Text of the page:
Natalie Diaz was born and raised in the Fort Mojave Indian Village in Needles, California, on the banks of the Colorado River. She is Mojave and an enrolled member of the Gila River Indian Tribe. Her first poetry collection, When My Brother Was an Aztec, was published by Copper Canyon Press in 2012. Diaz’s work has also appeared  in Narrative Magazine, Gwarlingo, The Rumpus, and Ploughshares. Her poetry has has garnered the Nimrod/Hardman Pablo Neruda Prize for Poetry, the Louis Untermeyer Scholarship in Poetry from Bread Loaf, the Narrative Poetry Prize, the Holmes National Poetry Prize from Princeton University, a US Artists Ford Fellowship, a Native Arts Council Foundation Artist Fellowship, and a Lannan Literary Fellowship. Her poems, folding Spanish and Mojave into American English, yield an urgent and important new voice to the cannon of contemporary Native American poetry.


Jack Jones at Blue Sky Retreat Staff

The 2018 application cycle is closed.  Good luck to everyone. Notifications will go out through June 1. Please read  the FAQs before emailing us with your question.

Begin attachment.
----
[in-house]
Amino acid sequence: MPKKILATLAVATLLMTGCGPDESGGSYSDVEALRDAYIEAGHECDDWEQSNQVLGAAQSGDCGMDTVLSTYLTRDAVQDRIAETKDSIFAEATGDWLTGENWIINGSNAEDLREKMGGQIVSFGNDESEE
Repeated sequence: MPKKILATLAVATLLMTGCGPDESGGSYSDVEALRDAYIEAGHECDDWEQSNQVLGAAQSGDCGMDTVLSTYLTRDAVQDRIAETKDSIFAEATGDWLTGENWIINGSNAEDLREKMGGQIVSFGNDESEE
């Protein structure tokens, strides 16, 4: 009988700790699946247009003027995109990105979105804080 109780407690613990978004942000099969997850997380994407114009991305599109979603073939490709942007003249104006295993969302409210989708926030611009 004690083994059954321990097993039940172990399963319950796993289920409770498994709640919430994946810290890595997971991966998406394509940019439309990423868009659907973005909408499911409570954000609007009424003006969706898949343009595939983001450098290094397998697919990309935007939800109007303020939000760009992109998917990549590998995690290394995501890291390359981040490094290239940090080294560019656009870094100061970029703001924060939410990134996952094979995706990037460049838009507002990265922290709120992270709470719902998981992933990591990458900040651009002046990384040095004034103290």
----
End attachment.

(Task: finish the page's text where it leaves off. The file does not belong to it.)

Another huge congratulations to our 2017 Jack Jones Literary Arts Retreat Fellows: Robin Beck, Destiny O. Birdsong, Morgan Mann Willis, Branden Janese, Yalitza Fererras, Conley Lyons,  Jenna Wortham, Hope Olaidé Wilson, Lise Ragbir,  Kat Chow, Larissa Pham, Mona Chalabi, Nichole Perkins, Meredith Talusan, Kay Iguh.

                            
                        

FAQs

Where do I apply?

The 2018 application season is closed.

No one is answering my call.

We are a full-time book publicity company, and we work very hard on behalf of our clients during the day. We are not taking calls regarding the retreat. You may email hello@jackjonesliteraryarts.com with any outstanding concerns. If the answer to your question is available in our FAQs, we will not respond to your email.

Who is eligible to apply to the retreat?

Women of color.

I want to help. What should I do?

Email the team at hello@jackjonesliteraryarts.com. We want to offer all of the women travel stipends and any donations to our logistics fund are highly appreciated. Our logistics fund helps us pay our master teachers and our auxiliary on-site staff.

I don't have a website or Twitter handle. Why isn't my application going through?

Every component of the application is mandatory including the website and Twitter handle. In 2018, websites are standard for both emerging and established writers. We're interested in women who understand the power of, and use, social media.

Can Canadians and international writers apply to the retreat?